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Ukrainian Medical Staff Flee Libya, But No Word On Qaddafi's Nurse


The women on the left is thought to be one of Qaddafi's Ukrainian nurses

The women on the left is thought to be one of Qaddafi's Ukrainian nurses

Ukrainian nationals fleeing the violence in Libya have described to RFE/RL's Ukrainian Service a tense situation in the Mediterranean country, which has fully descended into the throes of civil war.

Twenty-five Ukrainian nationals, part of a larger group of 138 people, arrived early this morning in Kyiv on a plane from the capital Tripoli. Their flight had been delayed due to rain and chaos at the airport, caused by a massive uprising which has put Libyan leader Muammar Qaddafi’s 41-year rule into jeopardy.

Qaddafi, currently the world’s longest-serving leader, has called the protesters “rats” and “cockroaches” and has sworn to die a “martyr” defending his rule.

On the evening of February 23, a plane departing from the Libyan capital landed at Moscow’s Domodedevo airport, carrying 20 Ukrainian citizens. According to the Ukrainian Foreign Ministry, most of the Ukrainians living in Libya are medical personnel. Some 2,500 remain in the country.

Last year WikiLeaks revealed an embassy cable that claimed that Qaddafi relies on a team of Ukrainian nurses, one of whom, Galyna Kolotnytska, reportedly never leaves his side. The whereabouts of Kolotnytska, who has been described as blonde and voluptuous, is not known.

Eugene Shkrobot, a doctor in Tripoli who arrived in Moscow on February 23, said that the violence happened suddenly. “People began to come to the hospital: and the dead, with bullet wounds.”

Military Blockades

The Ukrainian consulate in Tripoli had originally planned for Ukrainian nationals to depart on the evening of February 22. Flights did not leave until the next day. According to passengers, some Ukrainians living outside Tripoli were left behind in Libya, as they were unable to reach the airport due to military blockades established around the city.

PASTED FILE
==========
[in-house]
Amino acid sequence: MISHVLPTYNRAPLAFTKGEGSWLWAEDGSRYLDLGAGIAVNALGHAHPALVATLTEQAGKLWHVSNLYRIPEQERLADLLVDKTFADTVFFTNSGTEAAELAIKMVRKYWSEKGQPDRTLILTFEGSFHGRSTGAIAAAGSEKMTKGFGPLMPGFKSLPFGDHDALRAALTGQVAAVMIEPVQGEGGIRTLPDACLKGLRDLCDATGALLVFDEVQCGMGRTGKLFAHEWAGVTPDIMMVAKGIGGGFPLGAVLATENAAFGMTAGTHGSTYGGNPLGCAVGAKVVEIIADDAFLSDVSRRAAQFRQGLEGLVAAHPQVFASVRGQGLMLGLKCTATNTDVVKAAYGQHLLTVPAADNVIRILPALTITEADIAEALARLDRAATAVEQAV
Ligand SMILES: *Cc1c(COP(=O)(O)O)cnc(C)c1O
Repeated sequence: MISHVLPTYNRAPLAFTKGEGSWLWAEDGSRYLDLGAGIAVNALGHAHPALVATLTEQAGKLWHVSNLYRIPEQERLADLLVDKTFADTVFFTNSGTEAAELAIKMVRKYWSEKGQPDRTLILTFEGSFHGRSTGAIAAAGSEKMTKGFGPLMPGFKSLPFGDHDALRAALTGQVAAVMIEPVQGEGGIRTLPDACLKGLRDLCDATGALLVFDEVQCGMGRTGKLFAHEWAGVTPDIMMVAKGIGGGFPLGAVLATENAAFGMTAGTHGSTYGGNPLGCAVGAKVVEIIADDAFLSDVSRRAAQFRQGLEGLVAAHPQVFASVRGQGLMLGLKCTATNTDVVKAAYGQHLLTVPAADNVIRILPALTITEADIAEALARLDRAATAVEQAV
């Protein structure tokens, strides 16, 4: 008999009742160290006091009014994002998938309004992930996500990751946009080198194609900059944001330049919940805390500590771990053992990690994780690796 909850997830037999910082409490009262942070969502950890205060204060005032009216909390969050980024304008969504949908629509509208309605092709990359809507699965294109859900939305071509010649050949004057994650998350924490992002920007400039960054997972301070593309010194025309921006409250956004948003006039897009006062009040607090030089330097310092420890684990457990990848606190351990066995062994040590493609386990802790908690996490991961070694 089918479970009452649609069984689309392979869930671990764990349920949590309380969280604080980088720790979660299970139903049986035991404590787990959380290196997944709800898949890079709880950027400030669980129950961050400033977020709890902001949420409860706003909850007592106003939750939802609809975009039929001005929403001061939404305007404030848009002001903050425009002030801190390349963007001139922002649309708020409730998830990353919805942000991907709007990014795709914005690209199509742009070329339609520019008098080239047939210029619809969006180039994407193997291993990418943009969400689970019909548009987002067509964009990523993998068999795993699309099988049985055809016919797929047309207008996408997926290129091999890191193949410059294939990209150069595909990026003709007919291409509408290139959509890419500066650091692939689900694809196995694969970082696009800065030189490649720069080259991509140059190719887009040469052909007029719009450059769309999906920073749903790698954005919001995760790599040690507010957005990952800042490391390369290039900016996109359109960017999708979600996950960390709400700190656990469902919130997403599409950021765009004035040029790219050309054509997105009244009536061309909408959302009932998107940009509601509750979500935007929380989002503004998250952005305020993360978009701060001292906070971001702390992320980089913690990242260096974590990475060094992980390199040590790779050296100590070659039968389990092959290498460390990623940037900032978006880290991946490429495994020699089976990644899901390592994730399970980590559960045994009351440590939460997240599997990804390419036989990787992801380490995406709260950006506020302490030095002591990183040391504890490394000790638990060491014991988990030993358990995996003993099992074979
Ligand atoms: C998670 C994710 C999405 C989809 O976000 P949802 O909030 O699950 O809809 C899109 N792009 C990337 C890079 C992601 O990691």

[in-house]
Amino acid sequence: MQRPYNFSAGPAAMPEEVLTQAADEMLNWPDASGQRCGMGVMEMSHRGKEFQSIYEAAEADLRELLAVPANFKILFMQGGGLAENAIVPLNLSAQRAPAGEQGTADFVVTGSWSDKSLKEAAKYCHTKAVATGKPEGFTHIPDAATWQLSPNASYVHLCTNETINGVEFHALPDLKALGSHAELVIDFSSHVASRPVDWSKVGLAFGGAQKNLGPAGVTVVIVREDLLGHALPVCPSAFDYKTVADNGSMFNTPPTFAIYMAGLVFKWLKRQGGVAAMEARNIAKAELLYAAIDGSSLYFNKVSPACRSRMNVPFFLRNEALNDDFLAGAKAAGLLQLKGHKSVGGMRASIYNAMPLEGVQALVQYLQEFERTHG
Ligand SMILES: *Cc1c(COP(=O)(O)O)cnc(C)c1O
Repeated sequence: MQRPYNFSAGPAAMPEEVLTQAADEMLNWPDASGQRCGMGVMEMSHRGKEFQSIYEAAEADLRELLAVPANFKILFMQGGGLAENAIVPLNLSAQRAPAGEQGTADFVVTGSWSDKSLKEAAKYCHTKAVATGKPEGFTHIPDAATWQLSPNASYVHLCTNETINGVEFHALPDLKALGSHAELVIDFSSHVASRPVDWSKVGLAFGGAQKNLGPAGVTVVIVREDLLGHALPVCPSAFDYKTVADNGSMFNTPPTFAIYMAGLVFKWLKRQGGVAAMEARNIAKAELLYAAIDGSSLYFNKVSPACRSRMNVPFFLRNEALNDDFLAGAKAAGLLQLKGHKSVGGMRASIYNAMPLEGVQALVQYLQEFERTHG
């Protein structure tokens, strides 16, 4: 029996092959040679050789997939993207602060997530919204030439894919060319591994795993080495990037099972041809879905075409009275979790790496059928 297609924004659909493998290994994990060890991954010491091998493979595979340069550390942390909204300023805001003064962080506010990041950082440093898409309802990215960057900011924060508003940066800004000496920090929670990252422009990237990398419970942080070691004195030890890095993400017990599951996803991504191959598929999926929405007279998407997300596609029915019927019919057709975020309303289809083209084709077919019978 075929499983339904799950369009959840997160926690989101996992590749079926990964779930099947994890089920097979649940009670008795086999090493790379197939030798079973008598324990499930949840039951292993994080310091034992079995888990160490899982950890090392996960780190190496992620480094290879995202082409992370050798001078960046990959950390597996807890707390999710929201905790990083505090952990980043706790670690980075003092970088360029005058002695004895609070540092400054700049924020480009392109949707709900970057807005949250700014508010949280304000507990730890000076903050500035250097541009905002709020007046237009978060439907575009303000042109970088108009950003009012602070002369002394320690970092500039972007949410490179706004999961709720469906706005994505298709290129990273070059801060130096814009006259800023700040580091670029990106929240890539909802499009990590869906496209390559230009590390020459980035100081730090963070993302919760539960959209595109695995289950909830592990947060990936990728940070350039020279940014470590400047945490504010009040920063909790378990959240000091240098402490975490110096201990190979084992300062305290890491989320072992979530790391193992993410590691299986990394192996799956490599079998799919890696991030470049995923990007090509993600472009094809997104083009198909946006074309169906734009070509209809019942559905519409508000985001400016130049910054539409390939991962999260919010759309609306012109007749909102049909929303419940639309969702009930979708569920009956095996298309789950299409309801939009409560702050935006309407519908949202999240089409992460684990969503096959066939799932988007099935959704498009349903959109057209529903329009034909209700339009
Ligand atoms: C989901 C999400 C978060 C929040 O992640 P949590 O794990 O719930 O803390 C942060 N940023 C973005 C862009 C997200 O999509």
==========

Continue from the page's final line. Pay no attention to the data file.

“My friend who lives 150 to 200 kilometers from Tripoli called and cried saying that troops around the city would not let her pass,” said Roksolana Zapotichna, who arrived on the Kyiv flight.

According to the Ukrainian evacuees, the Tripoli airport was swarmed with some 10,000 people last night trying to escape from the war-torn country.

The returning Ukrainians described an anxious atmosphere in the country over the past week. Volodymyr Shevchenko, a doctor, said that Libyan medical colleagues were reluctant to discuss the country’s political situation with foreigners. “I was sitting in the doctors' room and suddenly the department chair walks in and gestures to me to leave. I understood that they were discussing the situation," Shevchenko said.

“Our paramedic, a local, had a windshield portrait of Qaddafi,” Shevchenko said. “He gently took it off. One can see that the people are waiting and watching.”

Svetlana Zapotichnoyi, another Ukrainian doctor, likened the mood to “talking about Stalin” during his reign over the Soviet Union.

Meanwhile, a member of the flight crew of the plane which landed in Kyiv, Yuri Melnikov, denied a Ukrainian newspaper report that Ukrainian mercenary pilots bombed protestors outside Tripoli. “This is nonsense,” he said.

Ukrainian Foreign Minister Konstantin Gryschenko greeted the returning Ukrainians this morning at Borispol airport. He said that some Ukrainian doctors have decided to remain in Libya so as not to abandon their patients.
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